Back on Commercial Road, at the junction with Philpott Street stands another gem from the 1930's. Cheviot House was designed by G.G. Winborne for textile merchants Kornberg and Segal. Completed in 1937, by 1948 the company had gone and the building became Stepney Town Hall for a several years. Although badly neglected now, it is still possible to imagine how grand this building must have looked in the 1930's with the squared off glazed edges, concrete panels between floors and decorative wave details around the doors. Shamefully unlisted, Tower Hamlets Council considered demolition a few years ago to make way for a new residential development. That seems to have gone quiet now, but the Council has a poor record of caring for the built heritage having demolished another deco gem, Eden House, a few years ago. Cheviot House requires a suitable, sustainable use and a sympathetic restoration if it is to survive.

Cheviot House, Commercial Road
Cheviot House, Commercial Road
Cheviot House, Commercial Road
The Troxy cinema at 490 Commercial Road opened in 1932 with 3,520 seats, a revolving stage, a wurlitzer organ and a cafe/ restaurant located on the circle foyer level. It's first screening took place on 11th September 1933 and featured Fay Wray in King Kong. As well as screening Hollywood blockbusters, it also hosted live performances by such stars as Vera Lynn and the Andrews Sisters. Closed as a cinema in 1960 due to declining audiences as the community drifted away to other parts of the city,  the final screening was The Siege of Sidney Street with Donald Sinden. Sidney Street is of course a short step from the Troxy. The building then lay empty for a few years until the London Opera Centre took it over from 1963 to 1976. As with many large old cinemas, the Troxy went on to serve as a bingo hall before closing again in 2006.

Designed by George Coles and once part of the Gaumont group of cinemas, the Troxy was listed as with Grade II status in 1991 and retains some of its original features although others have been lost. The exterior features include decorative "vegetation" as well as black and gold panelling and two large fans on each side of the entrance. The fans are disappointingly made of unattractive plastic and are clearly not original. Nowadays the former cinema is a hireable venue and only open when events are taking place. However, it is possible to peep through the front windows and see the very nicely preserved lobby and former ticket counter.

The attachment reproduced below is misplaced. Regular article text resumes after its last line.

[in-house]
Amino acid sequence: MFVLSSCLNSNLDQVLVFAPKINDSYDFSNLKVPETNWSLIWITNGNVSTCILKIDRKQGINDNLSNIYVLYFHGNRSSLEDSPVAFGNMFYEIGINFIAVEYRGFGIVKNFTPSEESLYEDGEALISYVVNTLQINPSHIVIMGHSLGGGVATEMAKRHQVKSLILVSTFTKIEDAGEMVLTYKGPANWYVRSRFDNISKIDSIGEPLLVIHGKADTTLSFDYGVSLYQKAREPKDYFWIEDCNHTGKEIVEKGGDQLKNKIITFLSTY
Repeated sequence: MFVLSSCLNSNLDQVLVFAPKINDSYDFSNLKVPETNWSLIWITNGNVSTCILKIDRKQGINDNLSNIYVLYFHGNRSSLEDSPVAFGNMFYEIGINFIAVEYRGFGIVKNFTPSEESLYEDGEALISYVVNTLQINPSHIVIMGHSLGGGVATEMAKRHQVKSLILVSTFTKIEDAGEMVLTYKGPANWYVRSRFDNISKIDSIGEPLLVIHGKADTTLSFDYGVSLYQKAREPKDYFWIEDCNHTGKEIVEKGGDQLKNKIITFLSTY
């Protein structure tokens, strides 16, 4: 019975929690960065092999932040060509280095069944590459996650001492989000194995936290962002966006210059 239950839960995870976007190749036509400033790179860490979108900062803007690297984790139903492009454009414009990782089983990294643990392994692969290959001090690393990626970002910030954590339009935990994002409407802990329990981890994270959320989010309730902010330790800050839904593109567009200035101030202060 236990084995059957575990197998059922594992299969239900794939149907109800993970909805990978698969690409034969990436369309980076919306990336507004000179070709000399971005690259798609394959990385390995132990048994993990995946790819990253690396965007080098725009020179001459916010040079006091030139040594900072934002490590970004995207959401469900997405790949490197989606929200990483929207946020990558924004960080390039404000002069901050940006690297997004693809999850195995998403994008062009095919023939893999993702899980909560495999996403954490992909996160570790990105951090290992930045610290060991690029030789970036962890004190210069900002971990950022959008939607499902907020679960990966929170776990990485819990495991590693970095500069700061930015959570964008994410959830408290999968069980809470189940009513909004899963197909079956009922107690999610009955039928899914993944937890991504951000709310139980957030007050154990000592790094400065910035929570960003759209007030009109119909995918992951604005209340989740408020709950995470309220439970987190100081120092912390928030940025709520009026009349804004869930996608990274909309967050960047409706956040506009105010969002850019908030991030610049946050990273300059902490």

The Troxy, Commercial Road
The Troxy, Commercial Road
Moving away from Commercial Road, across Whitechapel High Street towards Spitalfields there is another art deco beauty, the former Godfrey Phillips and Son Tobacco Works, designed by W. Gilbee Scott and B.W.H. Scott. Now known as The Exchange, 132 Commercial Street (not road!) dominates the northern end of the street through its sheer size. It has been  revitalised in recent years with residential on the upper floors and a range of shops at ground level. Its faience frontage which has been described as "restrained art deco" gives it an air of sophistication that would make it seem at home in Manhattan or in the Berlin of the early 1930's. The main entrance has an impressive arch and is topped with a clock. 

The Exchange, Commercial Street
The Exchange, Commercial Street
The Exchange, Commercial Street
I have also found two other interesting examples of art deco in this part of London. The first is a building in Liverpool Street about which I have been unable to find any information. Like the Exchange building it has a faience facade - although only at the upper level. It also has a clock - in the same style as the Exchange, so perhaps they are contemporaries of each other. Does anyone know anything about it? 

And finally, on Brick Lane, there is still a glimpse of the now long gone Mayfair Cinema. It opened in 1936, operating as an Odeon from 1950 until 1967 when it began to show Bollywood movies. It has since been a shop and an indoor car park (!) before being almost completely demolished in 1990 and emerging as Indian restaurant Cafe Naz, also now closed. All that remains is the original sign. Let's hope the other buildings in this post don't meet the same fate. 

Mystery building, Liverpool Street
Former Mayfair Cinema, Brick Lane
You might also like The Genesis, best cinema in the East End and A Cold Sunday in Spitalfields

Tuesday, 24 February 2015

A rediscovered classic, the art of the possible, the world in 1946 and looking after the family silver - Jewish Book Week 2015!

This year's Jewish Book Week began at the weekend in the superb Kings Place venue and once again is proving to be the highlight of the literary year. On Sunday I spent four consecutive hours listening to a range of authors, commentators and experts on a range of subjects. 


First up, Rabbi Julia Neuberger and award winning author Linda Grant discussed the recently republished GB Stern novel The Matriarch, variously described as a less serious Buddenbrooks, a forgotten feminist classic and a genre of Jewish literature no longer seen. The book is the first of a series of novels based on the author's own family, the characters being partially assimilated Jews with origins in Central Europe and living in London's fashionable West End. Anastasia Rakonitz, the matriarch of the title rules over her family with a rod of iron and is one of several strong female characters who maintain appearances even when the family's fortunes fade. Both Grant and Neuberger spoke about the dominance of domestic detail in the book, an obsession with food and clothes, witty descriptions of the daily life of the bourgeois Rakonitz family and the general weakness of the male characters. Both also made interesting points about swish wealth and knowledge needing to be portable in the event of regular flight from program and persecution with clothing (tailoring) representing the ultimate portable  and sustainable skill.